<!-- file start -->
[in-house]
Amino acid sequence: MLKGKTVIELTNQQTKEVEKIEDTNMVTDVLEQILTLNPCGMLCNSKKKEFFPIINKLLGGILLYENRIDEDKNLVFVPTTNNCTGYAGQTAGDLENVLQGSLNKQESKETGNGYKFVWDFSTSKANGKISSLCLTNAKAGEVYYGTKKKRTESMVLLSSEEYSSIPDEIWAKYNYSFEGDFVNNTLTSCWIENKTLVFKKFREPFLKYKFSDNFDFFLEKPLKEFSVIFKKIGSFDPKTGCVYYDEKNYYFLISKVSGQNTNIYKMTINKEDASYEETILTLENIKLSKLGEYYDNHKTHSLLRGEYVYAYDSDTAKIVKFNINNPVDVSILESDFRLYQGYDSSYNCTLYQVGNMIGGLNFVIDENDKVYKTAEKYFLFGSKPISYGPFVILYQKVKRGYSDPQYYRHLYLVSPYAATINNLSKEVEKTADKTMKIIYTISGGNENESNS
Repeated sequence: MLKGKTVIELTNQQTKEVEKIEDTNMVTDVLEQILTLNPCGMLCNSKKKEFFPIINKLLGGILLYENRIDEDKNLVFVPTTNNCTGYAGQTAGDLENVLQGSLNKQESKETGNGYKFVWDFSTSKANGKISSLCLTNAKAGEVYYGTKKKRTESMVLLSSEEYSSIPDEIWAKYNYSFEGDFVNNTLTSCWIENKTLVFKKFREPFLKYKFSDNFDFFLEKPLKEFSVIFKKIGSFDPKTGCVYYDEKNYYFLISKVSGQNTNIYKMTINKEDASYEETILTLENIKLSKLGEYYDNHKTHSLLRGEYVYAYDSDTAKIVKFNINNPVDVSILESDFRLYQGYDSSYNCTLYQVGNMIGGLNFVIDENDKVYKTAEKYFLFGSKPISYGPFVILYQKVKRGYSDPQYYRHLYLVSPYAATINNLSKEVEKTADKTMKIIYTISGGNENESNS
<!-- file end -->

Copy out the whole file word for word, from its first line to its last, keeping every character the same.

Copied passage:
[in-house]
Amino acid sequence: MLKGKTVIELTNQQTKEVEKIEDTNMVTDVLEQILTLNPCGMLCNSKKKEFFPIINKLLGGILLYENRIDEDKNLVFVPTTNNCTGYAGQTAGDLENVLQGSLNKQESKETGNGYKFVWDFSTSKANGKISSLCLTNAKAGEVYYGTKKKRTESMVLLSSEEYSSIPDEIWAKYNYSFEGDFVNNTLTSCWIENKTLVFKKFREPFLKYKFSDNFDFFLEKPLKEFSVIFKKIGSFDPKTGCVYYDEKNYYFLISKVSGQNTNIYKMTINKEDASYEETILTLENIKLSKLGEYYDNHKTHSLLRGEYVYAYDSDTAKIVKFNINNPVDVSILESDFRLYQGYDSSYNCTLYQVGNMIGGLNFVIDENDKVYKTAEKYFLFGSKPISYGPFVILYQKVKRGYSDPQYYRHLYLVSPYAATINNLSKEVEKTADKTMKIIYTISGGNENESNS
Repeated sequence: MLKGKTVIELTNQQTKEVEKIEDTNMVTDVLEQILTLNPCGMLCNSKKKEFFPIINKLLGGILLYENRIDEDKNLVFVPTTNNCTGYAGQTAGDLENVLQGSLNKQESKETGNGYKFVWDFSTSKANGKISSLCLTNAKAGEVYYGTKKKRTESMVLLSSEEYSSIPDEIWAKYNYSFEGDFVNNTLTSCWIENKTLVFKKFREPFLKYKFSDNFDFFLEKPLKEFSVIFKKIGSFDPKTGCVYYDEKNYYFLISKVSGQNTNIYKMTINKEDASYEETILTLENIKLSKLGEYYDNHKTHSLLRGEYVYAYDSDTAKIVKFNINNPVDVSILESDFRLYQGYDSSYNCTLYQVGNMIGGLNFVIDENDKVYKTAEKYFLFGSKPISYGPFVILYQKVKRGYSDPQYYRHLYLVSPYAATINNLSKEVEKTADKTMKIIYTISGGNENESNS